This site presents a thematic philatelic exhibit, and for those who are not familiar with them I compiled these notes to provide basic information.
A thematic exhibit tells a coherent story, from beginning to end, following a well-defined plan. This is a requirement in thematic exhibiting, and the exhibit plan and its development throughout the exhibit are as important as the philatelic material itself. Roughly speaking, the philatelic aspect and the thematic aspect receive the same number of points.
The plan of the exhibit should be shown at the beginning of the exhibit, usually following the title/introduction page. The latter includes an introduction to the theme and usually also an item. Since this item is not evaluated, it can be one that is not "exhibitable" (see below), even not philatelic (like an old picture postcard) - this is the only place in the exhibit that this is allowed.
Exhibiting in competitive classes must follow official rules and guidelines. In Israel we use the Special Regulations for the Evaluation of Thematic Exhibits of the FIP (International Federation of Philately). A very important aspect of the regulations is determining which items can be included in the exhibit. The general rule is that the item - or its element that is referred to - must be postal in nature and official (not made privately). Within the allowed material there are criteria to determine quality and preferences. It should be noted that in various countries different rules are applied, notably the USA where they follow APS (American Philatelic Society) rules. These rules, for example, allow the use of privately produced elements such as cachets (on first day covers, patriotic cover and special event covers) or advertisement covers and "corner cards". FIP rules do not allow them. You can find the FIP thematic regulations here (in PDF form).
As implied in the last paragraph, the exhibit does not include only stamps but all sorts of philatelic items, like postmarks of all types, stationeries (items with imprinted stamps), stamp booklets, watermarks. In fact, points are awarded for diversity of material and for finding unusual items that are related to the theme. The exhibitor is expected to point out and describe important philatelic aspects of the item, thus showing his philatelic knowledge (a thematic exhibit is still and foremost a philatelic exhibit!).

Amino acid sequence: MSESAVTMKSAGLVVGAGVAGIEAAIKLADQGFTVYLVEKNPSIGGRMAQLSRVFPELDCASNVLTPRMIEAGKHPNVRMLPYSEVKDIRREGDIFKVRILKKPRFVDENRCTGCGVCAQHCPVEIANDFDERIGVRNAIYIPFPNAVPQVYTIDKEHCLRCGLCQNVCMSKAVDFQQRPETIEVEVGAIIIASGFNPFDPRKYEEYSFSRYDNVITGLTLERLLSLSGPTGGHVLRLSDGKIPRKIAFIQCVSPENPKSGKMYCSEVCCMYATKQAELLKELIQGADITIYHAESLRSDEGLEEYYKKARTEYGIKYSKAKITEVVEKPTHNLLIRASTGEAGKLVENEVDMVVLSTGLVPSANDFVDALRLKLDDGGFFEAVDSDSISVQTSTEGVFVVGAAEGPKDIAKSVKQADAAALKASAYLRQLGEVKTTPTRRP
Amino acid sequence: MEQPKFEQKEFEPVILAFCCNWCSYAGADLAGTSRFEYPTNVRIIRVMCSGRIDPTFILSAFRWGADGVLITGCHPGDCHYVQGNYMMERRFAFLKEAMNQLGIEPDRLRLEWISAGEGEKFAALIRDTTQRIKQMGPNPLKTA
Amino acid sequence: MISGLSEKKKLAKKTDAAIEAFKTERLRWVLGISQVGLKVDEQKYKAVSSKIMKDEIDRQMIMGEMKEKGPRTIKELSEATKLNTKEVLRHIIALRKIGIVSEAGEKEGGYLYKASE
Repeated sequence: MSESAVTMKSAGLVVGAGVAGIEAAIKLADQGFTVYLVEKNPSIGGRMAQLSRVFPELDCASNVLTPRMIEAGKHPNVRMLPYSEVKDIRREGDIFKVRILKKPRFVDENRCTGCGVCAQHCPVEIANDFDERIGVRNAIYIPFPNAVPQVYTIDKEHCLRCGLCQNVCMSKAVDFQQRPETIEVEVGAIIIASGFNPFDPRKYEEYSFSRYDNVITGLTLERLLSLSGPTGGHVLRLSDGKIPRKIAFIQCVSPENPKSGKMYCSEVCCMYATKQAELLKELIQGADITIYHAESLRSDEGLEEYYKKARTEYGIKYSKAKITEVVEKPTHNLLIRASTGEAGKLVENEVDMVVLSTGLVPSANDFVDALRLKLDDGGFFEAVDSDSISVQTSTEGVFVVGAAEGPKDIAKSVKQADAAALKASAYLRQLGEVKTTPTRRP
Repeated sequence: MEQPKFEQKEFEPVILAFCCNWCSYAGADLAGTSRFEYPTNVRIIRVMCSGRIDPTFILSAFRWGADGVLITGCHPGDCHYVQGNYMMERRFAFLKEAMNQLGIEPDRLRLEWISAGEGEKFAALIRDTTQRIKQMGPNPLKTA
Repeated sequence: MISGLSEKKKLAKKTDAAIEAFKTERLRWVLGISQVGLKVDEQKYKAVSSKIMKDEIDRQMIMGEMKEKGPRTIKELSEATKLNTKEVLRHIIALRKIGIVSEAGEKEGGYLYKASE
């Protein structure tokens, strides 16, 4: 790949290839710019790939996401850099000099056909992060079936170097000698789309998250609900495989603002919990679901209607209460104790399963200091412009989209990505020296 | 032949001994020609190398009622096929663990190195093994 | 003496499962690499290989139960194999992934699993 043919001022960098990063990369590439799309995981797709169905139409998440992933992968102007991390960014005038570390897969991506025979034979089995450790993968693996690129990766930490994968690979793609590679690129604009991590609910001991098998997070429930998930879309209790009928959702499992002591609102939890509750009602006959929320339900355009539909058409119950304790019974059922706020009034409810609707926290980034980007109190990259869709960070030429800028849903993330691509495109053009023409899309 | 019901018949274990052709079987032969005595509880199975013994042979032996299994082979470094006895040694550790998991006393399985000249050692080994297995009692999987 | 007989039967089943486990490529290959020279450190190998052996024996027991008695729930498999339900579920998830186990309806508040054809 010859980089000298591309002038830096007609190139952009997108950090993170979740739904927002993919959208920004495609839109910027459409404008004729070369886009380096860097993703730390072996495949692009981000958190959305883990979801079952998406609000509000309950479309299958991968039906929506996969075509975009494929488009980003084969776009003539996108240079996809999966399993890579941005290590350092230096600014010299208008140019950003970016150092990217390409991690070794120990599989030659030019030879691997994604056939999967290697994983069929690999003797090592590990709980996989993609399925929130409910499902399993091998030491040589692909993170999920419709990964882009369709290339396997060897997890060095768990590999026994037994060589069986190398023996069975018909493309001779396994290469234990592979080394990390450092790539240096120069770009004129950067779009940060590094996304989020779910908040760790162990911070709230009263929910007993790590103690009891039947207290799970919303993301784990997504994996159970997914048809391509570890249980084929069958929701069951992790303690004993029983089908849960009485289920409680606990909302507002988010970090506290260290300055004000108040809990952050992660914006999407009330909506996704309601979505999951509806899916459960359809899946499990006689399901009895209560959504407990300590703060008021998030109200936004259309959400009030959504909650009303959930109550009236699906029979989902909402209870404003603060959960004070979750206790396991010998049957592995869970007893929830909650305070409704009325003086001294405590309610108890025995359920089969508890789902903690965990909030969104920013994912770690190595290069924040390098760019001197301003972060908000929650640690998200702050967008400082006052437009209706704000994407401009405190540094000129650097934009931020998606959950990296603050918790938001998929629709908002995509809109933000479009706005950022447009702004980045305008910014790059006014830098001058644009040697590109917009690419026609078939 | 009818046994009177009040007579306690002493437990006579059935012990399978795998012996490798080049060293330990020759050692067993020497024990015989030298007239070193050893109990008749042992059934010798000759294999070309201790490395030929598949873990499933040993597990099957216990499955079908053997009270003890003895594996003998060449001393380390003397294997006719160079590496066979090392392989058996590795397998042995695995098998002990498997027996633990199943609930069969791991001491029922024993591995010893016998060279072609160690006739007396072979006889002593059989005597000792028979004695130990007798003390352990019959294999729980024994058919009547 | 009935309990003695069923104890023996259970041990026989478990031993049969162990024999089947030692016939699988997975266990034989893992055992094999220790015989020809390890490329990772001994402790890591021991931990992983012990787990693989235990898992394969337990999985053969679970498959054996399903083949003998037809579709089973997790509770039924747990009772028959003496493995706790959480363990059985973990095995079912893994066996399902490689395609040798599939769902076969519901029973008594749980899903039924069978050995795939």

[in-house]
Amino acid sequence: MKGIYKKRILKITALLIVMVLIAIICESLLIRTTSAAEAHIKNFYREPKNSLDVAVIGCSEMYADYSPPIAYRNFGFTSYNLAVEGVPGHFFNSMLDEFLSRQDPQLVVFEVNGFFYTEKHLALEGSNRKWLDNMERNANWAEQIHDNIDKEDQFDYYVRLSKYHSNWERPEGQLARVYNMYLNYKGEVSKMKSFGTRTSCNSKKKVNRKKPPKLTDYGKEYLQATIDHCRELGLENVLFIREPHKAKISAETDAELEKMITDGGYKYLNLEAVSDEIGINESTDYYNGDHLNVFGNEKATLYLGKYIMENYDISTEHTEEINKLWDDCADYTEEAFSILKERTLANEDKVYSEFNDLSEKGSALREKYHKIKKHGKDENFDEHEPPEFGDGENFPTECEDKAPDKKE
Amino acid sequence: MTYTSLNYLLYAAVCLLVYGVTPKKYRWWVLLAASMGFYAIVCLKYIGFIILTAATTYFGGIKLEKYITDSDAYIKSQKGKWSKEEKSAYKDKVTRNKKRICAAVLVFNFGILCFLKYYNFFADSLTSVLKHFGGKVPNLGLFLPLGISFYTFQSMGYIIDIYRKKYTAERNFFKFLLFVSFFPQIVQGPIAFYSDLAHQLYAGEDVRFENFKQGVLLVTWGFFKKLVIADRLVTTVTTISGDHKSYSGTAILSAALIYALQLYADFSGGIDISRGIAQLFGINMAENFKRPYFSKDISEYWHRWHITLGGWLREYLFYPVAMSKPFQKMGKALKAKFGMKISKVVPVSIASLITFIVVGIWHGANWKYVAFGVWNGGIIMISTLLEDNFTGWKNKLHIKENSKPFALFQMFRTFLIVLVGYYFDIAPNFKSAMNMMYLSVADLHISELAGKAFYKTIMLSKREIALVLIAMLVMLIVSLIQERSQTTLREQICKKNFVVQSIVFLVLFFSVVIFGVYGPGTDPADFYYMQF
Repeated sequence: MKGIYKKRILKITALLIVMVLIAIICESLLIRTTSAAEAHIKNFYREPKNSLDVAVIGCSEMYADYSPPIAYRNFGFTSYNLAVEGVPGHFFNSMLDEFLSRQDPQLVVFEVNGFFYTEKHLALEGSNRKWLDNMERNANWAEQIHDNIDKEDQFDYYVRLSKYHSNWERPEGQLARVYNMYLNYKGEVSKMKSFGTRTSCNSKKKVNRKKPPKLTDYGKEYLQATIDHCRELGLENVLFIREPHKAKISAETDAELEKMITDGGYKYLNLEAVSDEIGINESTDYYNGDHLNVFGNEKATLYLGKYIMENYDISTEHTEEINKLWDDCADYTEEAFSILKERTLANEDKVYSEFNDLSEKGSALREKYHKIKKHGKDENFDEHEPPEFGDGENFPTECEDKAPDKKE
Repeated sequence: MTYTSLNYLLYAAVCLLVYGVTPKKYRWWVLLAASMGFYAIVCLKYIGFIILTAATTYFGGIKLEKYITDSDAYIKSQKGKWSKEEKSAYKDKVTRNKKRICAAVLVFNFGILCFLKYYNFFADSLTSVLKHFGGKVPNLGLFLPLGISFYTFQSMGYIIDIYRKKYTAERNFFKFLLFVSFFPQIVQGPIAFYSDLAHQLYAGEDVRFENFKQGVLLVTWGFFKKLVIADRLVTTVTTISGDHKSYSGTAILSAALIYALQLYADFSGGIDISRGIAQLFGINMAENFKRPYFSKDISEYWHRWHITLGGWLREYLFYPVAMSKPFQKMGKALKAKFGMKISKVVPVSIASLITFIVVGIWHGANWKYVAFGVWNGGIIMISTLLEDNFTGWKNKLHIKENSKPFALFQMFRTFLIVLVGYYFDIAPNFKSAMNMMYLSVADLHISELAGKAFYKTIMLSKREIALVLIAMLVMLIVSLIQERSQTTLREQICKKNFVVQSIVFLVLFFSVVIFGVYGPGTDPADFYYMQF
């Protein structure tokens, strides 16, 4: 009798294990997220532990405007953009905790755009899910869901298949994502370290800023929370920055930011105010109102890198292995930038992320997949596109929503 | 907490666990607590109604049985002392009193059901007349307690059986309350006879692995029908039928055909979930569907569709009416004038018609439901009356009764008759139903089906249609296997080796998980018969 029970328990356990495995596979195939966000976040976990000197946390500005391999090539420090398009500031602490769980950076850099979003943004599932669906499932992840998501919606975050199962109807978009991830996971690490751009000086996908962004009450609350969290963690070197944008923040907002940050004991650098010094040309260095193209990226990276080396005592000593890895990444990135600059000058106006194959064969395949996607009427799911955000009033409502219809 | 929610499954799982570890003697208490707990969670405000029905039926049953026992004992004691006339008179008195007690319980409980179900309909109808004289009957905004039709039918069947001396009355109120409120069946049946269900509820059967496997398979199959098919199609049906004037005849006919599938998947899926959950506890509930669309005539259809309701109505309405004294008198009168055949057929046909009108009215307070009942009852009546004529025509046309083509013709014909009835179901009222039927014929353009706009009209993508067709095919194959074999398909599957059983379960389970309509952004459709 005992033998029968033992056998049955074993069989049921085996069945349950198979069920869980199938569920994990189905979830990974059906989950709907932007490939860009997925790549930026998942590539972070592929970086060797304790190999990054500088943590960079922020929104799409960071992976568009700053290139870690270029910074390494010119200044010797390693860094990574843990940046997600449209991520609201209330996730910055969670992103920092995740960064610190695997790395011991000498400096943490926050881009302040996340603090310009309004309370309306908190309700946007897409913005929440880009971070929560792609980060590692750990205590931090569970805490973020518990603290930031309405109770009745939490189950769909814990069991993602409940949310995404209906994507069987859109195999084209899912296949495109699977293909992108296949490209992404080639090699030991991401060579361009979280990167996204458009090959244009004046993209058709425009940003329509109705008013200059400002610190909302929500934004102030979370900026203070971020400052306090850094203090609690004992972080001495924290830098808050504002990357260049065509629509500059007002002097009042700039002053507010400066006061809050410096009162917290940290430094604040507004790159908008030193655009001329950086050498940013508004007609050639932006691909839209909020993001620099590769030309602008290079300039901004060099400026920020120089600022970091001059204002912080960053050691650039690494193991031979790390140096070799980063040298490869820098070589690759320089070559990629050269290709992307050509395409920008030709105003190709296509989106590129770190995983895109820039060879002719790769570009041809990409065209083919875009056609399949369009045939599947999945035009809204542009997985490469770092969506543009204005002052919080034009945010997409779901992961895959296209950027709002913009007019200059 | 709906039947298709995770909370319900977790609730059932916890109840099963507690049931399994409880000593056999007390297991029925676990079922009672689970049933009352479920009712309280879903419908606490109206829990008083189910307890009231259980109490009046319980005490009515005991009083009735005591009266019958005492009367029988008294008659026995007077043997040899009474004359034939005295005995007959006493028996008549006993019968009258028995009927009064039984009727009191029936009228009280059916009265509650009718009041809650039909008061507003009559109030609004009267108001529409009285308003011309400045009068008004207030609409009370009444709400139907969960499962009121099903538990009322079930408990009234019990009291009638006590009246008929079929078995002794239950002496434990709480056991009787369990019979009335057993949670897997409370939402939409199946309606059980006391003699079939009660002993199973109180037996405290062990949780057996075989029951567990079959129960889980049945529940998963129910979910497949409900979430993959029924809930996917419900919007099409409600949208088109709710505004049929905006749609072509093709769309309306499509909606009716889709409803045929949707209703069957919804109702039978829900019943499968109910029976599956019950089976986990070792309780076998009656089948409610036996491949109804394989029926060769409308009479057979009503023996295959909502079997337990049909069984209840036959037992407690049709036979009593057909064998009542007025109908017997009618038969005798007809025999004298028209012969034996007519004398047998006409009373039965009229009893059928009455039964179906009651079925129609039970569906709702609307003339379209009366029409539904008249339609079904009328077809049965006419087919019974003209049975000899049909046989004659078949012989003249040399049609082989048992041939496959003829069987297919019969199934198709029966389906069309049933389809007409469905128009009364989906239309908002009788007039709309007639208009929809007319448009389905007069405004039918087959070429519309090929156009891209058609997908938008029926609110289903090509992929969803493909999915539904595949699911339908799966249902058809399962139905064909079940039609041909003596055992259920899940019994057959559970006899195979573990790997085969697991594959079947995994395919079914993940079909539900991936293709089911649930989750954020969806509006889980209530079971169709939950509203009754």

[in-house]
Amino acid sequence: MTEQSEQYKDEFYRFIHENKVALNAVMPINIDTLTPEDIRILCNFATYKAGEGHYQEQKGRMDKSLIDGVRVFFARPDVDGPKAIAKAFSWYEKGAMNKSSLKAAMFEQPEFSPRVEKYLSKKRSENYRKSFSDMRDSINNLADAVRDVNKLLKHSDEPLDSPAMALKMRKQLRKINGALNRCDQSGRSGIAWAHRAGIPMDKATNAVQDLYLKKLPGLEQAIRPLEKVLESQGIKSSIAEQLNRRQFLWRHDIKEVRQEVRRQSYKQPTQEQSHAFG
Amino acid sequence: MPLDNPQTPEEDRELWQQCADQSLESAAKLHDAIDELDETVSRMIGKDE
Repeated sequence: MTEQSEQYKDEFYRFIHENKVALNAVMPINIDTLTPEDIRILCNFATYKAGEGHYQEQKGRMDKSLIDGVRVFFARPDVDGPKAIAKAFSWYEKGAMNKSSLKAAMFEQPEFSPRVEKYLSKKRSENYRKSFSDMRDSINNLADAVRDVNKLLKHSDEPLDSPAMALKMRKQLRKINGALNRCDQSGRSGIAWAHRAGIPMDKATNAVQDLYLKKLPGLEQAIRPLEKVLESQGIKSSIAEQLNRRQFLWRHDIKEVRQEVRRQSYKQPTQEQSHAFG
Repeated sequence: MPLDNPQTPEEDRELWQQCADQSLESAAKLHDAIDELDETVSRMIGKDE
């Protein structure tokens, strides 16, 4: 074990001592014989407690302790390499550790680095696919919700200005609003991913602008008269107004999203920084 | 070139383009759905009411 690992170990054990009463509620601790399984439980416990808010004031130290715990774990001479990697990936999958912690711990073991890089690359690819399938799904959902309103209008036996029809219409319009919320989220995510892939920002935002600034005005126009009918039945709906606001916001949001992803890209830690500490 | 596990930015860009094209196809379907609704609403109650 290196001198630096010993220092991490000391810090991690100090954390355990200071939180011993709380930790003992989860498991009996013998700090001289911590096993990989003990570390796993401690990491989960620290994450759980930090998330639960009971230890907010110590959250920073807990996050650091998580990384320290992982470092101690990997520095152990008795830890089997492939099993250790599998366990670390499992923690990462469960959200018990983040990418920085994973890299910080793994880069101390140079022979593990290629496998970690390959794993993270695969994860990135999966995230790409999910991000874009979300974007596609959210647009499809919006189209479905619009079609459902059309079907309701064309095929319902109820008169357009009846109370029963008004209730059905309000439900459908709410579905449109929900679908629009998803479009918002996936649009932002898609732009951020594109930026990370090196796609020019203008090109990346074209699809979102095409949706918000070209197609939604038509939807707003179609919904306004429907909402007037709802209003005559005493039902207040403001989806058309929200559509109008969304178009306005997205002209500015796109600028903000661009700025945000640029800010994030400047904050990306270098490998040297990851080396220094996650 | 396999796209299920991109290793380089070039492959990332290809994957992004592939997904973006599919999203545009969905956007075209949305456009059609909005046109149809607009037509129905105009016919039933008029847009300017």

The text in the exhibit is only complimentary to the material and should be kept to a minimum. A thematic exhibit is not a story or thesis illustrated with stamps!
There is a rule that says that mint and used stamps cannot be included on one page. Practically, it means that an exhibit is entirely made of either mint or used stamps, but not both. Most exhibitors choose mint as it is easier to collect, and so did I. This applies only to stamps, not to stationeries and covers. However, since postally used items are considered better than mint ones, I used used stationery items where I can and I try to replace the mint ones with used ones.
Throughout the exhibit you will see covers with postmarks that are only partially shown - they can be recognized by the fact that not all sides have the black mount margin. This is called "windowing" and it is used to save space when the relevant element is a postmark and the rest of the cover is not postally important or interesting.
Back to the opening page To first page of the exhibit